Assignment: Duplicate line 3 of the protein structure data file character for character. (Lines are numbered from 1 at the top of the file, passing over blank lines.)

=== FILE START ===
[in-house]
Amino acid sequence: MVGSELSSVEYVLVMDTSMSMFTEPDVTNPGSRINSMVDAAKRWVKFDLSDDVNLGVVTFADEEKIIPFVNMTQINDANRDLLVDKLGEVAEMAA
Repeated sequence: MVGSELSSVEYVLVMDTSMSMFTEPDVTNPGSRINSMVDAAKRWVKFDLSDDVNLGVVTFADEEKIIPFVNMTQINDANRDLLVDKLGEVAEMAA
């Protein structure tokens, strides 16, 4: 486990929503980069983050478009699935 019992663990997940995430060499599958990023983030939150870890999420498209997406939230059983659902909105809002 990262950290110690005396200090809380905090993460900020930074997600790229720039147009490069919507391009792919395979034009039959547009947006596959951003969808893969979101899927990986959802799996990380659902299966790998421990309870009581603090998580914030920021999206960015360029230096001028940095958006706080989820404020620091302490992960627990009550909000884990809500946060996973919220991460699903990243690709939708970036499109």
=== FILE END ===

Repeated sequence: MVGSELSSVEYVLVMDTSMSMFTEPDVTNPGSRINSMVDAAKRWVKFDLSDDVNLGVVTFADEEKIIPFVNMTQINDANRDLLVDKLGEVAEMAA